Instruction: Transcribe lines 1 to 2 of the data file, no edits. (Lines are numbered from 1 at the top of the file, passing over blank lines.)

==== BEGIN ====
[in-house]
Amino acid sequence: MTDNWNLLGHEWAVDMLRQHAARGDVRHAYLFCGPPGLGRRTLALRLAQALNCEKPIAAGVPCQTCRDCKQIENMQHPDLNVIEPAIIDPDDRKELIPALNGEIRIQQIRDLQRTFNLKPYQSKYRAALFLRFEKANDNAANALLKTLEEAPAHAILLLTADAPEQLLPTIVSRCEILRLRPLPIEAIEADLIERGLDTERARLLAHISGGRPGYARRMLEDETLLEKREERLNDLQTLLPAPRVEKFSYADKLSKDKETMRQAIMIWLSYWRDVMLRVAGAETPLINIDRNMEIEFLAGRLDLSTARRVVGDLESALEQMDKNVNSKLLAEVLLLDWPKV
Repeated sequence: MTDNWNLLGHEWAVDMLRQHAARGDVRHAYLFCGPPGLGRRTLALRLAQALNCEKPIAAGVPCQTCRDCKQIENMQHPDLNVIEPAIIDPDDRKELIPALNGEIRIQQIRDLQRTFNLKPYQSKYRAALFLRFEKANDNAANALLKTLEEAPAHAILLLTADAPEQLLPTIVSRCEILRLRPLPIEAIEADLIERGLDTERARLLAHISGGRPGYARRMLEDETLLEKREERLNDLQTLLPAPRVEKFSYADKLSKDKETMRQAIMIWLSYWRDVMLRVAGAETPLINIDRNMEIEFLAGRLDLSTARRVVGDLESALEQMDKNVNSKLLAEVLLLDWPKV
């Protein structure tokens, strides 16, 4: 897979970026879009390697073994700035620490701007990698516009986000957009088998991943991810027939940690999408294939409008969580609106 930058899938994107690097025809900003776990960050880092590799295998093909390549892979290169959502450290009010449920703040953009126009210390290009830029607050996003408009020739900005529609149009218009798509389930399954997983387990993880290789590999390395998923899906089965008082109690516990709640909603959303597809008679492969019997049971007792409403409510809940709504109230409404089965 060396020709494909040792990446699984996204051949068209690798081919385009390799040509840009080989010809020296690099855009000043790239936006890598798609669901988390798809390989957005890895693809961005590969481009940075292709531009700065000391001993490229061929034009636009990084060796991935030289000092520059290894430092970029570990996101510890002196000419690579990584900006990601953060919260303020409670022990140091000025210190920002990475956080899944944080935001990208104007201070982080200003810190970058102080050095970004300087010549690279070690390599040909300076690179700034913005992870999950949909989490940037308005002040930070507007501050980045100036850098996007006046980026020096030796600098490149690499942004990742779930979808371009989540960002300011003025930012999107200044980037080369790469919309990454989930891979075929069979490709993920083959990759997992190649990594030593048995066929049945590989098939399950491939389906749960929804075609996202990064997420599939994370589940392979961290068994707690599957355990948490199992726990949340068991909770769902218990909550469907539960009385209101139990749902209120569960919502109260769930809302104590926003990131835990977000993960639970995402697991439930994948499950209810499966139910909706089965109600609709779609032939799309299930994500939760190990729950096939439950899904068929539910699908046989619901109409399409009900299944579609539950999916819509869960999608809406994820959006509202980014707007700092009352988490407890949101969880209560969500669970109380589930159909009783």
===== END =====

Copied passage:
[in-house]
Amino acid sequence: MTDNWNLLGHEWAVDMLRQHAARGDVRHAYLFCGPPGLGRRTLALRLAQALNCEKPIAAGVPCQTCRDCKQIENMQHPDLNVIEPAIIDPDDRKELIPALNGEIRIQQIRDLQRTFNLKPYQSKYRAALFLRFEKANDNAANALLKTLEEAPAHAILLLTADAPEQLLPTIVSRCEILRLRPLPIEAIEADLIERGLDTERARLLAHISGGRPGYARRMLEDETLLEKREERLNDLQTLLPAPRVEKFSYADKLSKDKETMRQAIMIWLSYWRDVMLRVAGAETPLINIDRNMEIEFLAGRLDLSTARRVVGDLESALEQMDKNVNSKLLAEVLLLDWPKV